“I’ve worked at Cartoon Network for eight years,” said Chris Waldron, FusionFall‘s executive producer, “and this game has been my dream for quite a while now.”
Targeted to the 8-14 demographic, FusionFall draws from Cartoon Network’s TV lineup and then homogenizes all the characters into a more mature, cel-shaded manga art style. For instance, Dexter from Dexter’s Lab is about six feet tall in the game, and his shock of red hair has been replaced by a hipper ‘do. He also runs a mega-corporation. And instead of high-powered assault rifles and razor-sharp melee weaponry, players can fire bubblegum machine guns and swing parking meters at bad guys.
The design team is full of industry vets. Heading up the crew is Sam Lewis, who designed games for FASA and EA.com, back when it existed. Also on the team are a number of Ultima Online ex-pats. And while the designers are American, the majority of the development team is based in South Korea. But it’s not strictly an outsourcing relationship. The Americans on the dev team spent considerable time – some spent over a year – in South Korea overseeing the game’s development.
When I hopped into the game, I began in a park, dressed in what looked like a futuristic tracksuit with armor. Floating around my head was Eddy, from Ed, Edd n Eddy. In front of me were monsters with a very robotic feel to them, roaming around and terrorizing the scenery. The game blends elements from platform games into the traditional MMOG framework, and there are entire “dungeons” (the ones I saw were giant, vertical spaces with zip lines and super trampolines acting as puzzles) in which you don’t have to fight anything but the environment. It was all very reminiscent of City of Heroes, not because of the setting but because the art team bothered to use bright colors that made the experience inviting rather than an unspoken challenge.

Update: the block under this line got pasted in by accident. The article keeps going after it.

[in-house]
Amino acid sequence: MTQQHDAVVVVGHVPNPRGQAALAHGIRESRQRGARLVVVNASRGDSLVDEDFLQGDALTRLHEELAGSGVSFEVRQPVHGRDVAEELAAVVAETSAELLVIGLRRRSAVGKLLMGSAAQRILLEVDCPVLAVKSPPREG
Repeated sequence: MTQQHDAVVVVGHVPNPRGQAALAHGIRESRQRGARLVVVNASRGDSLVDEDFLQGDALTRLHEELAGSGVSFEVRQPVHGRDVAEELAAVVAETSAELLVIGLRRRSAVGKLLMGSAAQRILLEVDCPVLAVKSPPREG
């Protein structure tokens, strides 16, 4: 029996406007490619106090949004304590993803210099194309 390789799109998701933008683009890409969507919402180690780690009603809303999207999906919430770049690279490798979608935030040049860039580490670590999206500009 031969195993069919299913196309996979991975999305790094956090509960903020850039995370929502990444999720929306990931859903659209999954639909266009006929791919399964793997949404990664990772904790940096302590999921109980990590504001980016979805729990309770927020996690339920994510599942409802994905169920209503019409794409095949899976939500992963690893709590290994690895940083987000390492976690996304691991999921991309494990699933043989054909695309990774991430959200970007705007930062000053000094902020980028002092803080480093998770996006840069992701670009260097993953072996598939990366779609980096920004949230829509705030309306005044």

However, I learned quickly how deceptively deep the game was when I walked up to a monster right around my level and got my ass kicked. It turns out my floating Eddy was a “Nano,” one of a litany of helpers that give you either passive bonuses or activated abilities. Additionally, every Nano falls into a fire, ice or water class that offsets paper-rock-scissors-style against monsters, which are classified the same way. Once I got the hang of it, I was cutting down baddies left and right.
Even though the system was complicated enough to throw me, a guy more than a decade beyond the core demographic, there’s something very refreshing about a kids’ game that doesn’t treat kids like idiots. The shows and games I remember watching when I was younger were the ones that either had adult themes or weren’t afraid of challenging me to think. Challenging kids to discover a game’s intricacies shows them respect, and kids respond to that.
FusionFall is set to release in 2008 on the PC.